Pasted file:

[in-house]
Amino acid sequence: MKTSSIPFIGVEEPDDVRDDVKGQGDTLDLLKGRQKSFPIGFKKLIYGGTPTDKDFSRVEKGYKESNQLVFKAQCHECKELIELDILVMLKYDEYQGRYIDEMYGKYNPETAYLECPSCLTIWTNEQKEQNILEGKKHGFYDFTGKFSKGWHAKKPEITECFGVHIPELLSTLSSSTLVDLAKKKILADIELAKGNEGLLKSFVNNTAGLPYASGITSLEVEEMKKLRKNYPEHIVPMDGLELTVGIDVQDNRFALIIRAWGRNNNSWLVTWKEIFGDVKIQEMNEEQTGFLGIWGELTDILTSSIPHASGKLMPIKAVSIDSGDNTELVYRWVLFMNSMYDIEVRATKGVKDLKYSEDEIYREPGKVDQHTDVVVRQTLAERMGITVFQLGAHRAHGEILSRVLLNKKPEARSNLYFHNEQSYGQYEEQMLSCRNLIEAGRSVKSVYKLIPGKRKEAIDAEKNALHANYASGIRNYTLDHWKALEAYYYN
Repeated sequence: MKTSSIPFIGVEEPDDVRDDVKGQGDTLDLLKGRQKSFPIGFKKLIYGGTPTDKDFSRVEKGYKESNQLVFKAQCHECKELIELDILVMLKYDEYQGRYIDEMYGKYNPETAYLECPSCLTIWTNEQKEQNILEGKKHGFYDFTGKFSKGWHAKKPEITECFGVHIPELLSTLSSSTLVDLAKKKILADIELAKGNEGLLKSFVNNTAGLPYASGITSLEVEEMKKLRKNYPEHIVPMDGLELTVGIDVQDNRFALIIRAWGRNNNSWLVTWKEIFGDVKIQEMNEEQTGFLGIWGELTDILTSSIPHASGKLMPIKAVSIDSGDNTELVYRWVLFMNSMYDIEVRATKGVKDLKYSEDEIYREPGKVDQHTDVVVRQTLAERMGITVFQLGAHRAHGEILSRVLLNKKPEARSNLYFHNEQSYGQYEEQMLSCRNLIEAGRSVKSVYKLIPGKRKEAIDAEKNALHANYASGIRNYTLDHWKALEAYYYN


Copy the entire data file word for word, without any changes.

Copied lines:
[in-house]
Amino acid sequence: MKTSSIPFIGVEEPDDVRDDVKGQGDTLDLLKGRQKSFPIGFKKLIYGGTPTDKDFSRVEKGYKESNQLVFKAQCHECKELIELDILVMLKYDEYQGRYIDEMYGKYNPETAYLECPSCLTIWTNEQKEQNILEGKKHGFYDFTGKFSKGWHAKKPEITECFGVHIPELLSTLSSSTLVDLAKKKILADIELAKGNEGLLKSFVNNTAGLPYASGITSLEVEEMKKLRKNYPEHIVPMDGLELTVGIDVQDNRFALIIRAWGRNNNSWLVTWKEIFGDVKIQEMNEEQTGFLGIWGELTDILTSSIPHASGKLMPIKAVSIDSGDNTELVYRWVLFMNSMYDIEVRATKGVKDLKYSEDEIYREPGKVDQHTDVVVRQTLAERMGITVFQLGAHRAHGEILSRVLLNKKPEARSNLYFHNEQSYGQYEEQMLSCRNLIEAGRSVKSVYKLIPGKRKEAIDAEKNALHANYASGIRNYTLDHWKALEAYYYN
Repeated sequence: MKTSSIPFIGVEEPDDVRDDVKGQGDTLDLLKGRQKSFPIGFKKLIYGGTPTDKDFSRVEKGYKESNQLVFKAQCHECKELIELDILVMLKYDEYQGRYIDEMYGKYNPETAYLECPSCLTIWTNEQKEQNILEGKKHGFYDFTGKFSKGWHAKKPEITECFGVHIPELLSTLSSSTLVDLAKKKILADIELAKGNEGLLKSFVNNTAGLPYASGITSLEVEEMKKLRKNYPEHIVPMDGLELTVGIDVQDNRFALIIRAWGRNNNSWLVTWKEIFGDVKIQEMNEEQTGFLGIWGELTDILTSSIPHASGKLMPIKAVSIDSGDNTELVYRWVLFMNSMYDIEVRATKGVKDLKYSEDEIYREPGKVDQHTDVVVRQTLAERMGITVFQLGAHRAHGEILSRVLLNKKPEARSNLYFHNEQSYGQYEEQMLSCRNLIEAGRSVKSVYKLIPGKRKEAIDAEKNALHANYASGIRNYTLDHWKALEAYYYN